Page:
Once every three years, aspiring young musicians from all over the world come to Banff, Alberta, to compete in the Banff International String Quartet Competition (BISQC). They come to the resort town in Rockies armed with their music and instruments, with years of training, and with high hopes. This year, from August 29 to September 4, 10 quartets will play before a seven-member panel of judges.
For that reason, music competitions have always had their critics. “Competition is for horses, not artists,” the Hungarian composer Béla Bartók once famously declared.
One of the most eloquent arguments against music competitions was made 50 years ago by outspoken Canadian pianist Glenn Gould, who tore them to shreds in an essay entitled “We Who Are About To Be Disqualified Salute You!” To Gould, competitions were circuses that favoured conventionality over originality and mediocrity over excellence. Also, he argued, competitions were superfluous, as the best musicians inevitably come to the world’s attention regardless. And he described the kind of audiences these events attracted as a “partisan, odds-quoting, book-making mob.”
Of course, competition organizers can be counted on to argue that competitions are useful, necessary and supportive of the highest artistic aspirations.
That’s why it’s surprising to hear BISQC’s executive director Barry Shiffman go wildly off-script. “Competitions are evil – that’s a given,” says Shiffman, himself a violinist and a former member of the St. Lawrence String Quartet. “The idea of a string quartet competing against another string quartet is perverse, and we go into this knowing it’s a strange paradigm. Like carbon credits in the energy sector, we offset what is inherently problematic with a range of programming and events that make it worthwhile.”
For Shiffman, who has been in charge of BISQC since 2006, fixing what’s wrong with music competitions is an act of redemption. For the last decade, he’s made it his mission to bring a kind of Canadian sensibility to BISQC, through a regime of peace, order and good government.
BISQC also strives to be a major player in the string-quartet world, and the proof is in the top prize. First prize is $25,000 in cash, a recording produced at the Banff Centre, plus a worldwide concert tour. While piano competitions are everywhere, there aren’t many for string quartets. In North America, BISQC is pretty much the only one, which raises the bar – and the stakes.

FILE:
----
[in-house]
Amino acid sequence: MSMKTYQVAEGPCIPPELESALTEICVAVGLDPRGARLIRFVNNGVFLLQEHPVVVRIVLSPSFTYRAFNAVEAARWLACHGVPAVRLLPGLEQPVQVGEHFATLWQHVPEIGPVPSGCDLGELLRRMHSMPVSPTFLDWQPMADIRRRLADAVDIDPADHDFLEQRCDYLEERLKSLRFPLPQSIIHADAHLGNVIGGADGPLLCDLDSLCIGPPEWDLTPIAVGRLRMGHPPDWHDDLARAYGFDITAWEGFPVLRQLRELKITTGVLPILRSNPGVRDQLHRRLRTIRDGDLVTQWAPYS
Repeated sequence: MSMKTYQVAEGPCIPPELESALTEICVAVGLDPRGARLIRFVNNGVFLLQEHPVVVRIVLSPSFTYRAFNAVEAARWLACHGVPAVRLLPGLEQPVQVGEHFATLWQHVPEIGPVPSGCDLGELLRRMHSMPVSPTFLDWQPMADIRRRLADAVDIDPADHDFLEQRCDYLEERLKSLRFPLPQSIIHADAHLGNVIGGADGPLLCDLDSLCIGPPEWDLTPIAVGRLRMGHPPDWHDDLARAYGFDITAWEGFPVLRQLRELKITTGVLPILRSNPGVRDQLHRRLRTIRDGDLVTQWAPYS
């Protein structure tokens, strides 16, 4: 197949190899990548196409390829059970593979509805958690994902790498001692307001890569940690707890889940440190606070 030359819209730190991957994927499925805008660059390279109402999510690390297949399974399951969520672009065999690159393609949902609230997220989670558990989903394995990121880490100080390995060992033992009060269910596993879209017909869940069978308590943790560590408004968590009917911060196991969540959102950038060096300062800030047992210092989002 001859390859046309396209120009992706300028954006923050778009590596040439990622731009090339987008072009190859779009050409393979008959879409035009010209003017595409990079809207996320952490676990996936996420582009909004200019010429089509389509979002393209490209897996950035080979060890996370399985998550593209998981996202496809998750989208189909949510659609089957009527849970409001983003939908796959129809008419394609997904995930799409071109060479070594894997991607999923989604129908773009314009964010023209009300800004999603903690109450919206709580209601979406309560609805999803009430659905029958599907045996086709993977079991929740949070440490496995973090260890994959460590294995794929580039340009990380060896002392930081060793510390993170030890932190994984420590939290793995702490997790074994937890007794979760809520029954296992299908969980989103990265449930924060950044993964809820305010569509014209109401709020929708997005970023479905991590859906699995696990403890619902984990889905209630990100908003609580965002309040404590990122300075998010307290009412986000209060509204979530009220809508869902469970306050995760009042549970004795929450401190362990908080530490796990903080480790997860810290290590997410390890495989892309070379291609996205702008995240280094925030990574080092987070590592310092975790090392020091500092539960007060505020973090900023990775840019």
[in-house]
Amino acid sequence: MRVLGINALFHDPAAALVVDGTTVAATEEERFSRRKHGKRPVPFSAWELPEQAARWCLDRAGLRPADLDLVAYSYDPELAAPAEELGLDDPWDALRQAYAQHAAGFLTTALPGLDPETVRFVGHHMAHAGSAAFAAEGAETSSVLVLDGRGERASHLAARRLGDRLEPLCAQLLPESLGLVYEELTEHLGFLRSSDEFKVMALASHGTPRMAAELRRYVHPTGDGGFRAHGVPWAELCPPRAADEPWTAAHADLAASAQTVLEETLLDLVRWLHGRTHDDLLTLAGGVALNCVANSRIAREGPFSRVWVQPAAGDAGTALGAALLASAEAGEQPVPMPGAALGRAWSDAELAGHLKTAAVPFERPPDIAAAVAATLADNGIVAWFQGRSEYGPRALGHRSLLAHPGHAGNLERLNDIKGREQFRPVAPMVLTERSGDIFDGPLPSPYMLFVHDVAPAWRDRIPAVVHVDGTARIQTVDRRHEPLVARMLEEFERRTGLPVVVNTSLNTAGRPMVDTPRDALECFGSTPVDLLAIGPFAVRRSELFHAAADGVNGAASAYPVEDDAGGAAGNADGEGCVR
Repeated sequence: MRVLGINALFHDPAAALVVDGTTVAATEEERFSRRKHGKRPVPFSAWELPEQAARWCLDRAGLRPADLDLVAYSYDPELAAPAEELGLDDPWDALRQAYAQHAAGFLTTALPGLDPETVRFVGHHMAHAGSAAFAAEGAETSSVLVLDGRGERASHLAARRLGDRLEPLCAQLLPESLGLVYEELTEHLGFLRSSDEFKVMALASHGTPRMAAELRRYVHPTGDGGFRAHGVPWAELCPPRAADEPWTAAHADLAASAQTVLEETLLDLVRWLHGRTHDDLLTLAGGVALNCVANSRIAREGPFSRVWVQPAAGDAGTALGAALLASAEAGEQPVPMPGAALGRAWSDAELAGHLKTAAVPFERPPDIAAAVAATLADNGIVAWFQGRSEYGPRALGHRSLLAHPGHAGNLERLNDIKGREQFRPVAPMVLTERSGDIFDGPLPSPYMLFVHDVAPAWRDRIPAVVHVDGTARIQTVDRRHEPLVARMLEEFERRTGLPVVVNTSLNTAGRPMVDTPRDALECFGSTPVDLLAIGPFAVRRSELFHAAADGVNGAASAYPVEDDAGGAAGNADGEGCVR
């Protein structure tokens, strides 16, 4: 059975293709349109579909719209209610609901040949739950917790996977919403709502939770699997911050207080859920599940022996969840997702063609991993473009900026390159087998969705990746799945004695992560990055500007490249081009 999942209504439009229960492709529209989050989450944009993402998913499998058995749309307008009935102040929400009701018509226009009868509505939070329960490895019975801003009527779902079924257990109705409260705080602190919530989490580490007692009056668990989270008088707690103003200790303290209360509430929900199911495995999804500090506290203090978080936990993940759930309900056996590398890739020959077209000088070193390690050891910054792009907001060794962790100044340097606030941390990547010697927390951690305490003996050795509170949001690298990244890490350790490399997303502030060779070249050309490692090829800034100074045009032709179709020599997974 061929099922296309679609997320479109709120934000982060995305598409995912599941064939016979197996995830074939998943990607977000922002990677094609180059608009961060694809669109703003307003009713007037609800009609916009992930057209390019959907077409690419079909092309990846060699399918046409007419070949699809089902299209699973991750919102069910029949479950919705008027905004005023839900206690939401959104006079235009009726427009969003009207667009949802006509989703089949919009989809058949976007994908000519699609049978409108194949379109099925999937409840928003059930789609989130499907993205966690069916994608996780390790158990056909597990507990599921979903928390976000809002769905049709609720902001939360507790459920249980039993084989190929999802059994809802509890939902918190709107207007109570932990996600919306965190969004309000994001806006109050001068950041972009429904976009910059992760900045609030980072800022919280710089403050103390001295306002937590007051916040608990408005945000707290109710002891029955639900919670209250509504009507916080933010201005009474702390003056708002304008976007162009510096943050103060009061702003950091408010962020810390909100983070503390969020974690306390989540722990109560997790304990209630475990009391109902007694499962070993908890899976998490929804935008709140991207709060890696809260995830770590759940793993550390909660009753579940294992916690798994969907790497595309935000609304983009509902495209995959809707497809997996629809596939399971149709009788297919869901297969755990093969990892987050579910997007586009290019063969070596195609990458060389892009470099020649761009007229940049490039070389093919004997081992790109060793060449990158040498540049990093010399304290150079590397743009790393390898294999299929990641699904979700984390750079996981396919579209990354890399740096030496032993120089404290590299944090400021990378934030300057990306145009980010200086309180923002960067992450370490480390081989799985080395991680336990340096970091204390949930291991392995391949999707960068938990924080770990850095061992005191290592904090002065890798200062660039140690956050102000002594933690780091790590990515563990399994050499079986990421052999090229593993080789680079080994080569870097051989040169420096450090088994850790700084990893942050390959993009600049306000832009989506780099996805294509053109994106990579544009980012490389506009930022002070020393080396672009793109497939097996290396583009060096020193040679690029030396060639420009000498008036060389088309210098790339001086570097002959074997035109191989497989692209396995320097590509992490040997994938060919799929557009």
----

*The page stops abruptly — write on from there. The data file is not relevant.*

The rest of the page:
Shiffman warms to the subject of how his competition gets it right. “Every musician who comes to Banff for the competition leaves with a great experience,” he says. “We don’t eliminate anyone until the night before the final round. The quartets play multiple works in their entirety before hundreds of adoring fans, which in itself is very empowering for a young musician.”
He goes on to explain the ongoing relationship BISQC cultivates with its laureates. “If you win the competition, we work with you for three years. We have pre-arranged tours in North America and Europe for the winners so that what used to be a one-week program is now a supportive three-year program.”
And those who don’t win leave with high-quality music videos of their performances, produced at the Banff Centre, that they can use for promotional purposes.
As well, Shiffman points out that the competition plays a role in repertoire-building: every time the competition is held, organizers commission a Canadian composer to write a new string quartet that all participants are required to learn and play. There’s even a special prize for the best performance of the new piece. (Montreal-based composer Zosha di Castri wrote this year’s competition piece.)
And as for Gould’s criticism of competition audiences, Shiffman acknowledges that they can be “hugely partisan.” But he doesn’t believe that’s necessarily a bad thing. “Our audience is enthralled by the performances. They love to hear young people playing at the top of their game. And sometimes they’ll tell me exactly why their favourite quartet deserved to win.”
“I say, ‘Go and tell them how great they were. And then go back to your hometown and get your local chamber-music presenter to book the amazing quartet you just heard in Banff. Tell them the competition got it wrong, and they should have won.’ I love it when that happens.”
© Colin Eatock 2016